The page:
By September 11, 2017 Read More →

25 September – “The Perception of Daily Temperatures as Evidence of Global Warming & Public Perception and Communication of Scientific Uncertainty”

Date: 25 September 2017
Time: 12:00pm
Location: Baker 129 Conference Room
Speaker: Prof. Stephen Broomell
Topic: The Perception of Daily Temperatures as Evidence of Global Warming & Public Perception and Communication of Scientific Uncertainty

Abstract: Unlike the scientific definition of global warming (GW), public discussion often links the existence of GW to daily temperatures rather than long-term averages. Previous research found that daily weather is perceived as personal experiences with GW. Additionally, prior beliefs about GW can affect interpretations of such experiences as evidence for the existence of GW. However, previous studies demonstrating that beliefs affect interpretations of experiences were based on correlational designs—limiting causal inferences—and relied only on self-reports of remembered personal experiences instead of direct interpretations of weather. The authors present the first randomized experiment investigating how people interpret daily temperatures in terms of the evidence that it provides about GW, clarifying the psychological causes for different interpretations of the same experiences across individuals. They test the influence of knowledge about (and beliefs in) GW on the interpretation of daily temperatures across two framing conditions labeled weather (interpreting a temperature as abnormal weather) and climate (interpreting a temperature as evidence ofGW). The authors use signal detection theory to measure the decision-maker’s (a) ability to discriminate between temperatures, called sensitivity, and (b) threshold for describing a temperature as abnormal, called the decision threshold. The results replicate previous research finding a motivational distortion in interpreting temperatures as evidence of GW and further find belief-consistent distortions in decision thresholds while observing no measurable change in sensitivity. In other words, people know when temperatures are abnormally hot, but classify ambiguous events (i.e., less extreme abnormalities) differently based on their beliefs in GW.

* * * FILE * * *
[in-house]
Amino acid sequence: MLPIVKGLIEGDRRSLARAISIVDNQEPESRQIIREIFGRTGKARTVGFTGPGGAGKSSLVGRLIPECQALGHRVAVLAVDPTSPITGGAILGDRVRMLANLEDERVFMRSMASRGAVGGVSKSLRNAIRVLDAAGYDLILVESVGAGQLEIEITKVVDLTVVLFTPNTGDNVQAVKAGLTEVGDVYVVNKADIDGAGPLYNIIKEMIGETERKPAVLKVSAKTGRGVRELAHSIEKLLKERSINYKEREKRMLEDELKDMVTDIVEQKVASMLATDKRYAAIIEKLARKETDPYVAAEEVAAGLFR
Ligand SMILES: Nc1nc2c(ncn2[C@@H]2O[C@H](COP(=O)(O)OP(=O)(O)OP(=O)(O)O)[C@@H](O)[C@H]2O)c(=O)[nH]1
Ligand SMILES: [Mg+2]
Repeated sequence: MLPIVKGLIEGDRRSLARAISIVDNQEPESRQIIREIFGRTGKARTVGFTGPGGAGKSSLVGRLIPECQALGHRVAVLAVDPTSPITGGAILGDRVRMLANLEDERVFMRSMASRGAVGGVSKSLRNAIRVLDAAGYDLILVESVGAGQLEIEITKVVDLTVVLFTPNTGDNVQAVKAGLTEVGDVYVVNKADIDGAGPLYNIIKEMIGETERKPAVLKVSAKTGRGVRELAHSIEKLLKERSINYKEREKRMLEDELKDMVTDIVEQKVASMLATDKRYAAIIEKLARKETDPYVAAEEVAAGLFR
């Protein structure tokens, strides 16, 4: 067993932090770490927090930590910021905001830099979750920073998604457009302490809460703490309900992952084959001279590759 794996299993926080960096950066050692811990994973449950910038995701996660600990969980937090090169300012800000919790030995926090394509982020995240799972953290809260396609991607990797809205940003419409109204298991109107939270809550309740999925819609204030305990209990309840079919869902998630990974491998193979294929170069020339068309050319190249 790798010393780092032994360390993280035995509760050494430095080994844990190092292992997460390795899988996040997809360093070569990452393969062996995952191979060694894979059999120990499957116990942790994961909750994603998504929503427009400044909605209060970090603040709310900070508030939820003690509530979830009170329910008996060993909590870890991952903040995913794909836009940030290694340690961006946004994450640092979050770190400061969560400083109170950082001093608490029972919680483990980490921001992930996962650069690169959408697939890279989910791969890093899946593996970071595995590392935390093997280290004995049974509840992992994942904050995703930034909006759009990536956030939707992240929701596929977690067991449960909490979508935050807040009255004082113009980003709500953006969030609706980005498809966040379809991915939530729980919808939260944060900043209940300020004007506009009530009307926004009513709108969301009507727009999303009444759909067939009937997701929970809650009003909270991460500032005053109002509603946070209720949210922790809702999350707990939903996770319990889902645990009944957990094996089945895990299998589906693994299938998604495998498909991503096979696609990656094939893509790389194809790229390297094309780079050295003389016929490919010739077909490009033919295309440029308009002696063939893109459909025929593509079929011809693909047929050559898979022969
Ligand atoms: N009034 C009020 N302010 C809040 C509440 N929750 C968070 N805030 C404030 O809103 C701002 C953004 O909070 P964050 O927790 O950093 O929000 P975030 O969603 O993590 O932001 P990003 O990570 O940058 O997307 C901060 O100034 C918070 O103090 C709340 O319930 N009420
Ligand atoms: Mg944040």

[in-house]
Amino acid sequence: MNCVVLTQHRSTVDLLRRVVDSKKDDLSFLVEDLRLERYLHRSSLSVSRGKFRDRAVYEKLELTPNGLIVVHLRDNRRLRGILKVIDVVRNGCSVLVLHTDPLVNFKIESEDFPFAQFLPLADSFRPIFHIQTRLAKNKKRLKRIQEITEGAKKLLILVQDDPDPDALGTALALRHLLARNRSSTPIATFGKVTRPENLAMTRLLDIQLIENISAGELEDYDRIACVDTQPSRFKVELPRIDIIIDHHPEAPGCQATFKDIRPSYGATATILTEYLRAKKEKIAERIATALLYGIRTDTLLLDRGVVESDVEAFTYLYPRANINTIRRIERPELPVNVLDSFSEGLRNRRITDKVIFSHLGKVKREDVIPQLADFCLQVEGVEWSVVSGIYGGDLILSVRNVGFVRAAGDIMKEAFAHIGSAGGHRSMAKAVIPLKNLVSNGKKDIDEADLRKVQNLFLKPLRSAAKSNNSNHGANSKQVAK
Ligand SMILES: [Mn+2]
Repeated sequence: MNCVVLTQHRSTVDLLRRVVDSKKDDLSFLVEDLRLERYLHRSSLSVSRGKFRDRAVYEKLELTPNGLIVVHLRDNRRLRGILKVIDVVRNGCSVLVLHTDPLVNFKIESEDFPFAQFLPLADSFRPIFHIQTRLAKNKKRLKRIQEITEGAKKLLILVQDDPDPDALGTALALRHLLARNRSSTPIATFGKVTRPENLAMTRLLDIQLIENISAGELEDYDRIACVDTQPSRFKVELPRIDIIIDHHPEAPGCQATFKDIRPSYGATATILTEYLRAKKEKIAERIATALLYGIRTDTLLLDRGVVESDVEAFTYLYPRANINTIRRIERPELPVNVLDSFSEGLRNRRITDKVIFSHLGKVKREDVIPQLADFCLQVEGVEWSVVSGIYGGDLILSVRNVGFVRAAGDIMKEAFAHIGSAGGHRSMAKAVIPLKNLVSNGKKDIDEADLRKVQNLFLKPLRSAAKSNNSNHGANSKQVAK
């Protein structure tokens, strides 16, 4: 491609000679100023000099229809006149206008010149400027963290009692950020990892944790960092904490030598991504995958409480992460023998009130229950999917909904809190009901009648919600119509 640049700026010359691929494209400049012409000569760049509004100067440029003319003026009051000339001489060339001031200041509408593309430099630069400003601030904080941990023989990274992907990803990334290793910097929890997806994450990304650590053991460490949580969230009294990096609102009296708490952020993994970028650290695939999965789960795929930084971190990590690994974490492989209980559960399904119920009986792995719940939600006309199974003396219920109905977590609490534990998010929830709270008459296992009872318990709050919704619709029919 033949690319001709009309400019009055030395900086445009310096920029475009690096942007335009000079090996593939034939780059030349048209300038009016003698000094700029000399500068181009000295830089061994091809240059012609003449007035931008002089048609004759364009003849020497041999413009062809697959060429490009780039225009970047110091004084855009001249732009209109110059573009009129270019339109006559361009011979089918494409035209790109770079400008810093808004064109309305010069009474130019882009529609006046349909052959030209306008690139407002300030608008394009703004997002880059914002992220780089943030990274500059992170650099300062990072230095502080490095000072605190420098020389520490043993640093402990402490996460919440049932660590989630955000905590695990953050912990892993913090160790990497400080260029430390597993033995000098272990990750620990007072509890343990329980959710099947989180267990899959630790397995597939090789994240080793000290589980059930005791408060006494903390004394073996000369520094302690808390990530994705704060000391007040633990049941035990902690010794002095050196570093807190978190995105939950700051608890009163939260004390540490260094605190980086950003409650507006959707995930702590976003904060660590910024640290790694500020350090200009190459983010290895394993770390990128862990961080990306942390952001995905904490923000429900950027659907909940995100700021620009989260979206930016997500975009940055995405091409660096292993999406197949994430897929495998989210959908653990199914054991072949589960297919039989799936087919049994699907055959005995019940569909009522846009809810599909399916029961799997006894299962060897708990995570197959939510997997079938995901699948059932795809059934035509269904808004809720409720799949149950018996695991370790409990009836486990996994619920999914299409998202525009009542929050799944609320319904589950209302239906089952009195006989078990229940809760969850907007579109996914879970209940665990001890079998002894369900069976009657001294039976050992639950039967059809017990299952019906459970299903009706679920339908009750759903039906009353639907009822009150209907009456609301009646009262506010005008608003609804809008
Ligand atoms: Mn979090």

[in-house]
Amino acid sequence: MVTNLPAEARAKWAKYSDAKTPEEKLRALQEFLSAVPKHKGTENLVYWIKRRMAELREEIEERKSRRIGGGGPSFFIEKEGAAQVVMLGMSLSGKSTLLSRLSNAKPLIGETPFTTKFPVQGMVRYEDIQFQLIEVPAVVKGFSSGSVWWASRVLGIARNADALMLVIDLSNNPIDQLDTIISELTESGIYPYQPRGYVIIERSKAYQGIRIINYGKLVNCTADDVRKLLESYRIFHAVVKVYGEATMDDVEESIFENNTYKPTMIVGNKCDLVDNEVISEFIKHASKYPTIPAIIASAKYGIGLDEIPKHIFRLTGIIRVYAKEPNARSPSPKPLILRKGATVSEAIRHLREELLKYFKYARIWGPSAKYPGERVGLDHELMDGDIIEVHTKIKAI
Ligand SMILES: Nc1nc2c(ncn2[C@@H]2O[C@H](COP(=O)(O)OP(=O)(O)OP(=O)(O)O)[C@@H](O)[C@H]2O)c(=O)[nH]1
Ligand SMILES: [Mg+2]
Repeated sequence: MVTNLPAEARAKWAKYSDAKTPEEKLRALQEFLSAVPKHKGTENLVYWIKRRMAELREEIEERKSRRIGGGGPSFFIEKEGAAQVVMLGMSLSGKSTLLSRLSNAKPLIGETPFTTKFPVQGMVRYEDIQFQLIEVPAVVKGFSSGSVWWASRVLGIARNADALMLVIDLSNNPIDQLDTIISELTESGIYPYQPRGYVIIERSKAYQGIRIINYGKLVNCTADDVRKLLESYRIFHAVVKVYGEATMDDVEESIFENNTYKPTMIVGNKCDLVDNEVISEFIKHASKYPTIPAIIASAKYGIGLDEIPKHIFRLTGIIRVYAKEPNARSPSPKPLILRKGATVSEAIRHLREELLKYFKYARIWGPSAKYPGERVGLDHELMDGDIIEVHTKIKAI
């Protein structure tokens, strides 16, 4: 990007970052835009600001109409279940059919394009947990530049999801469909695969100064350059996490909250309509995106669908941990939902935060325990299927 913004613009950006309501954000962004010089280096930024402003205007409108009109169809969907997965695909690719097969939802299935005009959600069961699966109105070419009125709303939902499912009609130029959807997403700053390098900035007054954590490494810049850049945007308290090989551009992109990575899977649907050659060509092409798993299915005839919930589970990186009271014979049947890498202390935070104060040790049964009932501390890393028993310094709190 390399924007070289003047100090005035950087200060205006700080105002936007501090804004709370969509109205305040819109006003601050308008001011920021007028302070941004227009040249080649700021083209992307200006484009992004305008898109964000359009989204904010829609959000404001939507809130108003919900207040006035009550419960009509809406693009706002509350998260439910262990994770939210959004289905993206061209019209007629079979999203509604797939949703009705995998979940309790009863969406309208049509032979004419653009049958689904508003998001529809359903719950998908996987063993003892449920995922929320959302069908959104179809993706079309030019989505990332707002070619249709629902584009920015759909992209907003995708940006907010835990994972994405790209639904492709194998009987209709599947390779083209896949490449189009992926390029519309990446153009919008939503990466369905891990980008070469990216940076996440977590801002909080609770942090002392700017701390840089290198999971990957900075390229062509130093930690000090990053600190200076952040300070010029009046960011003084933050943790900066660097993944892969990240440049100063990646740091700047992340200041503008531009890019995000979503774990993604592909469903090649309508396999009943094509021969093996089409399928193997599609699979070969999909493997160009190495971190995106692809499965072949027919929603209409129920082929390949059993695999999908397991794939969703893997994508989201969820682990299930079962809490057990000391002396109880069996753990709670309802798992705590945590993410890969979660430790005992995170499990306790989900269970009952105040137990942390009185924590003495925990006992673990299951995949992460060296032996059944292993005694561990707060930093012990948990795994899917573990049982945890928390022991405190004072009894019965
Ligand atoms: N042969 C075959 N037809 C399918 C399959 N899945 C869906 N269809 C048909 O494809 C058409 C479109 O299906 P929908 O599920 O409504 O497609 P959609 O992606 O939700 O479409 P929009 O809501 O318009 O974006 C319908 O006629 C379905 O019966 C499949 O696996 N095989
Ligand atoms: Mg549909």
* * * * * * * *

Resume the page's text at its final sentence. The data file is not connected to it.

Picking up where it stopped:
Understanding how the public perceives uncertainty in scientific research is fundamental for effective communication about research and its inevitable uncertainty. Previous work found that scientific evidence differentially influenced beliefs from individuals with different political ideologies. Evidence that threatens an individual’s political ideology is perceived as more uncertain than nonthreatening evidence. The authors present 3 studies examining perceptions of scientific uncertainty more broadly by including sciences that are not politically polarizing. Study 1 develops scales measuring perceptions of scientific uncertainty. It finds (a) 3 perceptual dimensions of scientific uncertainty, with the primary dimension representing a perception of precision; (b) the precision dimension of uncertainty is strongly associated with the perceived value of a research field; and (c) differences in perceived uncertainty across political affiliations. Study 2 manipulated these dimensions, finding that Republicans were more sensitive than Democrats to descriptions of uncertainty associated with a research field (e.g., psychology). Study 3 found that these views of a research field did not extend to the evaluation of individual results produced by the field. Together, these studies show that perceptions of scientific uncertainty associated with entire research fields are valid predictors of abstract perceptions of scientific quality, benefit, and allocation of funding. Yet, they do not inform judgments about individual results. Therefore, polarization in the acceptance of specific results is not likely due to individual differences in perceived scientific uncertainty. Further, the direction of influence potentially could be reversed, such that perceived quality of scientific results could be used to influence perceptions about scientific research fields.


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